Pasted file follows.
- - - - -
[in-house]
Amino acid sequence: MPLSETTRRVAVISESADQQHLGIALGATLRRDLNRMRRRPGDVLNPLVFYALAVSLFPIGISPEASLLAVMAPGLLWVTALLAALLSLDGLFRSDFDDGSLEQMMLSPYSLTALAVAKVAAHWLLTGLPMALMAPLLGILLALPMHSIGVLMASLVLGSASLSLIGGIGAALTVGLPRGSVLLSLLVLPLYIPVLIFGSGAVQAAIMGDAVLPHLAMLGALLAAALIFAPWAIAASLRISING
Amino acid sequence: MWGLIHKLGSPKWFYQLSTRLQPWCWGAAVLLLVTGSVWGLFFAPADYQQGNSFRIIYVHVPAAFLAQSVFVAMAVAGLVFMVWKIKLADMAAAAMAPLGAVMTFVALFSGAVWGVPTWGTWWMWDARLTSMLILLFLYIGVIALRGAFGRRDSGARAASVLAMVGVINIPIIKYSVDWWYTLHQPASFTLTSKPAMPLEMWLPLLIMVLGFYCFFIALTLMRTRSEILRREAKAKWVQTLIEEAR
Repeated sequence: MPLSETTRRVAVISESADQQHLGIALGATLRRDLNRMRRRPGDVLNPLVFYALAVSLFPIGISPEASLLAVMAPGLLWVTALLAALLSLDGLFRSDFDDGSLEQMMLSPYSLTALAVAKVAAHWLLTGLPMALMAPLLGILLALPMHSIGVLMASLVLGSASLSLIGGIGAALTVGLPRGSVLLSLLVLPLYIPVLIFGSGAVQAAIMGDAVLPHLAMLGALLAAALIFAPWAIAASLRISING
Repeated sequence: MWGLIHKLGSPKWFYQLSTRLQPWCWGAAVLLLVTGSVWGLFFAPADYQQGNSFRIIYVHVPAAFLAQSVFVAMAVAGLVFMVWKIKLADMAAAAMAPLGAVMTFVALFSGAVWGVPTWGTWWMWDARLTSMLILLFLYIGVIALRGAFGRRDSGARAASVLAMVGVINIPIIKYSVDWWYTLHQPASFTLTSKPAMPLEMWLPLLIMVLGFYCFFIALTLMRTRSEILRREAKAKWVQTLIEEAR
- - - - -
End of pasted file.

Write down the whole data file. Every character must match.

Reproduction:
[in-house]
Amino acid sequence: MPLSETTRRVAVISESADQQHLGIALGATLRRDLNRMRRRPGDVLNPLVFYALAVSLFPIGISPEASLLAVMAPGLLWVTALLAALLSLDGLFRSDFDDGSLEQMMLSPYSLTALAVAKVAAHWLLTGLPMALMAPLLGILLALPMHSIGVLMASLVLGSASLSLIGGIGAALTVGLPRGSVLLSLLVLPLYIPVLIFGSGAVQAAIMGDAVLPHLAMLGALLAAALIFAPWAIAASLRISING
Amino acid sequence: MWGLIHKLGSPKWFYQLSTRLQPWCWGAAVLLLVTGSVWGLFFAPADYQQGNSFRIIYVHVPAAFLAQSVFVAMAVAGLVFMVWKIKLADMAAAAMAPLGAVMTFVALFSGAVWGVPTWGTWWMWDARLTSMLILLFLYIGVIALRGAFGRRDSGARAASVLAMVGVINIPIIKYSVDWWYTLHQPASFTLTSKPAMPLEMWLPLLIMVLGFYCFFIALTLMRTRSEILRREAKAKWVQTLIEEAR
Repeated sequence: MPLSETTRRVAVISESADQQHLGIALGATLRRDLNRMRRRPGDVLNPLVFYALAVSLFPIGISPEASLLAVMAPGLLWVTALLAALLSLDGLFRSDFDDGSLEQMMLSPYSLTALAVAKVAAHWLLTGLPMALMAPLLGILLALPMHSIGVLMASLVLGSASLSLIGGIGAALTVGLPRGSVLLSLLVLPLYIPVLIFGSGAVQAAIMGDAVLPHLAMLGALLAAALIFAPWAIAASLRISING
Repeated sequence: MWGLIHKLGSPKWFYQLSTRLQPWCWGAAVLLLVTGSVWGLFFAPADYQQGNSFRIIYVHVPAAFLAQSVFVAMAVAGLVFMVWKIKLADMAAAAMAPLGAVMTFVALFSGAVWGVPTWGTWWMWDARLTSMLILLFLYIGVIALRGAFGRRDSGARAASVLAMVGVINIPIIKYSVDWWYTLHQPASFTLTSKPAMPLEMWLPLLIMVLGFYCFFIALTLMRTRSEILRREAKAKWVQTLIEEAR